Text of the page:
Sick of Twitter’s 140-character limit? These guys gave themselves 30,000!

When Twitter launched in 2006, it had to decide what the longest possible message could be.

The limit chosen was 140 characters – which, not at all co-incidentally, means that tweets fit easily into the 161 characters available in mobile phone SMS messages, better known as texts.

This very handily made the newfangled microblogging platform compatible with all mobile phones, back in the days when smartphones with proper internet access and on-screen keyboards were a rarity.

In fact, Twitter-via-SMS never became a thing, but Twitter stuck to 140 characters nevertheless.

Indeed, it’s only recently that Twitter has been toying with the idea of allowing longer tweets, with selected users getting the right to use up to 280 characters in a single message.

Over the weekend, however, a couple of naughty Germans realised that they could beat the 140-limit, and indeed the heady new 280-character experimental limit, by miles (or kilometres, perhaps, given that they were German).

The trick they used has now been blocked by Twitter, but as far as we can see, it was absurdly simple.


In the early days of Twitter, putting a clickable link into a tweet cost you the full length of the URL, so that a URL like used to take up a full 33 characters.

Nowadays, however, URLs are converted automatically by Twitter into a shortened form, such as (Twitter owns the domain for exactly this purpose.)

The fixed-length code at the end of the new shortened URL (above, that’s the text t3gWnOLePX automatically redirects visitors to the original URL you typed in.

Your tweet is only “billed” for the length of the shortlink, even if your original URL was much longer.

So the German pranksters used a very, very long URL indeed – one that didn’t and couldn’t exist, not least because domain names can never be longer than 64 characters:

wyetywwsuuwytuqsetuswtuw..[about 27,000 characters]
tsyaut..[about 3000 characters]..auyatyuatutsysutusytysuteusyyust

Despite the unusability and illegality of the enormously long URL in the submitted tweet, it seems that Twitter not only shortened it and accepted it, but also faithfully reconstructed and printed it out whenever the tweet was displayed.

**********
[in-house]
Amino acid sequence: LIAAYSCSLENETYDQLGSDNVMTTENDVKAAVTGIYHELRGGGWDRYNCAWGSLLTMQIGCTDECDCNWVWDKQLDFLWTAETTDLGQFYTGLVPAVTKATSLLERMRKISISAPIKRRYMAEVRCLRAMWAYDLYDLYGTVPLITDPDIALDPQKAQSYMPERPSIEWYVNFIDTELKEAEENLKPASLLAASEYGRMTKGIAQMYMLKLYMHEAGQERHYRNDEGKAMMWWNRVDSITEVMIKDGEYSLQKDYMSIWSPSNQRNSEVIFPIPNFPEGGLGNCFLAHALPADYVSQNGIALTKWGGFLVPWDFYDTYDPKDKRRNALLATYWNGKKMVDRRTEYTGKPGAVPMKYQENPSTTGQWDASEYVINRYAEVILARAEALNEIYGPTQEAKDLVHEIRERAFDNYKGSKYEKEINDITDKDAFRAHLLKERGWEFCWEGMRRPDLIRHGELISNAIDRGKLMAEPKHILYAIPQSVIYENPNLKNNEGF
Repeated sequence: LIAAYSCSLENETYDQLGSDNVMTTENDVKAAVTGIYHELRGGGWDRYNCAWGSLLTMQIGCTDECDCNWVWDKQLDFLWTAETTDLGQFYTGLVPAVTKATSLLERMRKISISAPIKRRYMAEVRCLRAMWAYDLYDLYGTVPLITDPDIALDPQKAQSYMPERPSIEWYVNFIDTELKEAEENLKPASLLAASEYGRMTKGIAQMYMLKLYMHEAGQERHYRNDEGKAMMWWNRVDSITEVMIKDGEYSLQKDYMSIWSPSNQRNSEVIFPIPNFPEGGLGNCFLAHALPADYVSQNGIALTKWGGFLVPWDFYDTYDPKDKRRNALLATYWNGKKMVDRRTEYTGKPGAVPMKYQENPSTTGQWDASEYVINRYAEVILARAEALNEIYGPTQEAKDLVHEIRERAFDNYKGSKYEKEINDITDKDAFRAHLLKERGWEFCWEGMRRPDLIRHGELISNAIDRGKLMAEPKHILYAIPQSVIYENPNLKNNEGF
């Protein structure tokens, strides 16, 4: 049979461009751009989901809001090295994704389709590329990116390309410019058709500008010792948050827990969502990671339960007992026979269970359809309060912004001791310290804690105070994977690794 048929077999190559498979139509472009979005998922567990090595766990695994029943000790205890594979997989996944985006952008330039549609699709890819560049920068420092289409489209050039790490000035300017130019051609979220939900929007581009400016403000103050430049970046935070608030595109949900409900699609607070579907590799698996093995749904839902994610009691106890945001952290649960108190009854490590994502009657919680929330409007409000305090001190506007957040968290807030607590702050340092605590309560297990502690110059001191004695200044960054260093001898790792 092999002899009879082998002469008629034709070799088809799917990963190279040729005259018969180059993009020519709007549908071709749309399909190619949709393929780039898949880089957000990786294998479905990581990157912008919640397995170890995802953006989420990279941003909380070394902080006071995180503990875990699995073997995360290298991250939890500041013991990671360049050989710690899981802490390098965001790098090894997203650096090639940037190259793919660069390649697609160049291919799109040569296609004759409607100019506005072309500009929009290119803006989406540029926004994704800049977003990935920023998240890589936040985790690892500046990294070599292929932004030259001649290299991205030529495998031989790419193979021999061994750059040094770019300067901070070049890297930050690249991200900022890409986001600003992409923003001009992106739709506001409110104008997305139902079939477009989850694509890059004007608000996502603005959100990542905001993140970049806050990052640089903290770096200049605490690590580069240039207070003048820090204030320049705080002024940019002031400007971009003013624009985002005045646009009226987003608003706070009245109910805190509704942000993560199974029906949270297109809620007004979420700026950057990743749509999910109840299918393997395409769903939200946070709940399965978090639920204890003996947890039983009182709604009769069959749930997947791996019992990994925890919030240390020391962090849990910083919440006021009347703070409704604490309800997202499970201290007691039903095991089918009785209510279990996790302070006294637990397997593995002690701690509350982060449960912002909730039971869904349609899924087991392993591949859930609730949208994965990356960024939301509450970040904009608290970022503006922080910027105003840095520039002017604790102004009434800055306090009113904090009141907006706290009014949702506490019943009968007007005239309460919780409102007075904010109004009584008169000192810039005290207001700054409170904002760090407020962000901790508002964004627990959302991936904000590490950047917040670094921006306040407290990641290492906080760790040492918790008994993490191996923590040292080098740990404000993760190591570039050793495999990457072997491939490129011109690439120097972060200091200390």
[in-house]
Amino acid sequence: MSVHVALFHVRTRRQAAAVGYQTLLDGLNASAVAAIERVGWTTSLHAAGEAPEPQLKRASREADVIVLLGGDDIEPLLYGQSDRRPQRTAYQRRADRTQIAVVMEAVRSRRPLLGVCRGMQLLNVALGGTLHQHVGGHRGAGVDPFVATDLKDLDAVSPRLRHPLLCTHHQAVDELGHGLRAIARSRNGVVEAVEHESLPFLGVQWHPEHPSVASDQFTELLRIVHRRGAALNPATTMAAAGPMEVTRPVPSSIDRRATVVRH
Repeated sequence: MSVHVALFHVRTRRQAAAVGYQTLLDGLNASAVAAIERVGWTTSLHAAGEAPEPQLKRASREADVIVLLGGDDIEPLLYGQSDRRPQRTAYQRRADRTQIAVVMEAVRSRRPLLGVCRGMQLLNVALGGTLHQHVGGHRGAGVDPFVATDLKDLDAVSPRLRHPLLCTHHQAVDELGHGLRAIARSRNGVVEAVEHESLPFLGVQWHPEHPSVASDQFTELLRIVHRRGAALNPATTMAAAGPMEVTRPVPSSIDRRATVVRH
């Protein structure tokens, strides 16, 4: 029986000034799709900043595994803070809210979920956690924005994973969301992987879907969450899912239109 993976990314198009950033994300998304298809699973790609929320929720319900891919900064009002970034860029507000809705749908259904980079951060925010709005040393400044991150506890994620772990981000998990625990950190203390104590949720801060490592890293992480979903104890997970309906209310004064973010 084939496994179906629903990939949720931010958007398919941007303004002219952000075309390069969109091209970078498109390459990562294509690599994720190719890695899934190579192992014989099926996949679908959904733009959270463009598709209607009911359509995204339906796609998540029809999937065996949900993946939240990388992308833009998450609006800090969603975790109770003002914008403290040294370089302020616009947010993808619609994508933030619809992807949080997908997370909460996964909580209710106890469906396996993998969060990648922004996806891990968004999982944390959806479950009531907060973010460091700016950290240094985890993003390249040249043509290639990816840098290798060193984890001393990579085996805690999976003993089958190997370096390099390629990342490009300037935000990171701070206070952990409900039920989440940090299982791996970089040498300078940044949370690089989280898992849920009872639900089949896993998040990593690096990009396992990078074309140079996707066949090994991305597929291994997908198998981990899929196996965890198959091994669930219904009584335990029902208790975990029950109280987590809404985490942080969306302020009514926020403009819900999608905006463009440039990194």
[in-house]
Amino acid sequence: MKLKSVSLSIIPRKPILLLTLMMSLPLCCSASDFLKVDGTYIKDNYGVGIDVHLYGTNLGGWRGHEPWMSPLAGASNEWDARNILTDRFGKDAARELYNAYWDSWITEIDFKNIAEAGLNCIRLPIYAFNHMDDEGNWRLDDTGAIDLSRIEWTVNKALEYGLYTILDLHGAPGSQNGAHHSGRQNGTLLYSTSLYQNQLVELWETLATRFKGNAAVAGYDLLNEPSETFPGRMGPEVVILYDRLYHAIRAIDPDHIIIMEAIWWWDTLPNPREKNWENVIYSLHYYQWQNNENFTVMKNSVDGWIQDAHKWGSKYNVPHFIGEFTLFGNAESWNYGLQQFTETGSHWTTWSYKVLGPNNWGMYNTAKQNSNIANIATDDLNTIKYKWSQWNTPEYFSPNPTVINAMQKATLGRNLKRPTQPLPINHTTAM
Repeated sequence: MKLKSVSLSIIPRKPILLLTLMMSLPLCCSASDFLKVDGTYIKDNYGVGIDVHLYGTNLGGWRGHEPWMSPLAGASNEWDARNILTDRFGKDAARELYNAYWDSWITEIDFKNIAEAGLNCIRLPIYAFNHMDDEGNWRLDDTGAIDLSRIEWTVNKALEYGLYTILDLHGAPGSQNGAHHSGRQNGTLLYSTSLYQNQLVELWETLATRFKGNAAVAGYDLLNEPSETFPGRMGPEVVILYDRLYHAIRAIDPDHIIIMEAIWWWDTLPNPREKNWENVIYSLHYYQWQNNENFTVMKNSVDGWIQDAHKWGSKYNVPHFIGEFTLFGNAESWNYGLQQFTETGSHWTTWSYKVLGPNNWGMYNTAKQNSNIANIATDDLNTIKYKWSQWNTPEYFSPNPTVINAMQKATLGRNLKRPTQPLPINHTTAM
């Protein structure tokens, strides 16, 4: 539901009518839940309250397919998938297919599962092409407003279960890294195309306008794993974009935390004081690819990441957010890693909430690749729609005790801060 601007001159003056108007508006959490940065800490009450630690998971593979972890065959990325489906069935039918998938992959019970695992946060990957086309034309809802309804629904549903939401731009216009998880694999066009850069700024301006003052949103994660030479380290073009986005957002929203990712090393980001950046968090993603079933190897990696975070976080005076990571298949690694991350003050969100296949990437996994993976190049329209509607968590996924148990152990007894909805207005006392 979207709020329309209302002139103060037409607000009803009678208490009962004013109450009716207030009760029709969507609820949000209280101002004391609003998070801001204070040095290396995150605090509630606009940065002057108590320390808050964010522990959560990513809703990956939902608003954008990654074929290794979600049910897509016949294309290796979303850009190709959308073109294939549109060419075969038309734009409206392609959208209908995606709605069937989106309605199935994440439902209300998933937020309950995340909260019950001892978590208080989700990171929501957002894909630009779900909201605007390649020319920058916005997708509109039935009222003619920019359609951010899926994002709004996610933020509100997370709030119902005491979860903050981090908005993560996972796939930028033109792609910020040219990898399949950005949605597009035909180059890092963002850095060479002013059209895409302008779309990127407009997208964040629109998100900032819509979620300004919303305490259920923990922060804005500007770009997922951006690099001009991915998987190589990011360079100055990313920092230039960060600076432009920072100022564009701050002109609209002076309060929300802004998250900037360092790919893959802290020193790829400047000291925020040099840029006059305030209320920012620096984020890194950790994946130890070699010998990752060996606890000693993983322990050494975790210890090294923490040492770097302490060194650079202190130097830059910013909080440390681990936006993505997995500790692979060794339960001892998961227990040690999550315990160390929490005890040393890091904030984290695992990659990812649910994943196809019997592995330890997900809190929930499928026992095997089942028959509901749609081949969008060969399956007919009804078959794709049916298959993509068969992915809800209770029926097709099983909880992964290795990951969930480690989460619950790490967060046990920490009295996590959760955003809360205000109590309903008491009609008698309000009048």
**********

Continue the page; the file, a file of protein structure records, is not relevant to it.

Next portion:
The pranksters didn’t try to embed any sort of legible message in their uebertweet – it looks as though they just hammered down on the keyboard (or used a random keypress generator), but they did manage a length of more than 30,000 characters.

Leute! [Wir] können der Zeichen Limit überschreiten!
Ihr glaubt uns nicht? Hier der ca. 35k Zeichen Beweis.

Dudes! [We] figured out how to exceed the character limit!
Don’t believe us? Here’s a 35,000 character proof.

As you can imagine, a tweet of that length played visual havoc with users who tried to look at it, so Twitter wasn’t pleased at all, and kicked the German pair off Twitter for violating the site’s terms of service.

Apparently, the naughty boys have been readmitted after one of the said that they were sorry – after all, no malware was disseminated; no unlawful content disseminated; no fake news dispersed; and no lasting harm done.

What to do?

If you’re a programmer, there’s a vital lesson in this incident.

Watch out for the sort of security flaws that can happen when you measure things in different ways at different times!

Twitter counted a 30,000-character string as being just 10 bytes long (the length of its shortcode) when figuring out if it would fit into the 140-character limit, but expanded it back to its full 30,000 characters when formatting it for display.

In this case, nothing malicious happened, but there are many analogous cases where exploitable security vulnerabilities could have arisen from this sort of blunder.

For example, if you allocate a memory buffer of 256 bytes to hold a message, then you can’t blindly assume that your buffer is big enough for every possible message of 256 characters.

After all, not all characters fit into one byte. (Chinese characters don’t, for example; nor do emojis and the characters of many other writing systems.)

As any carpenter will remind you, “Measure twice, cut once”!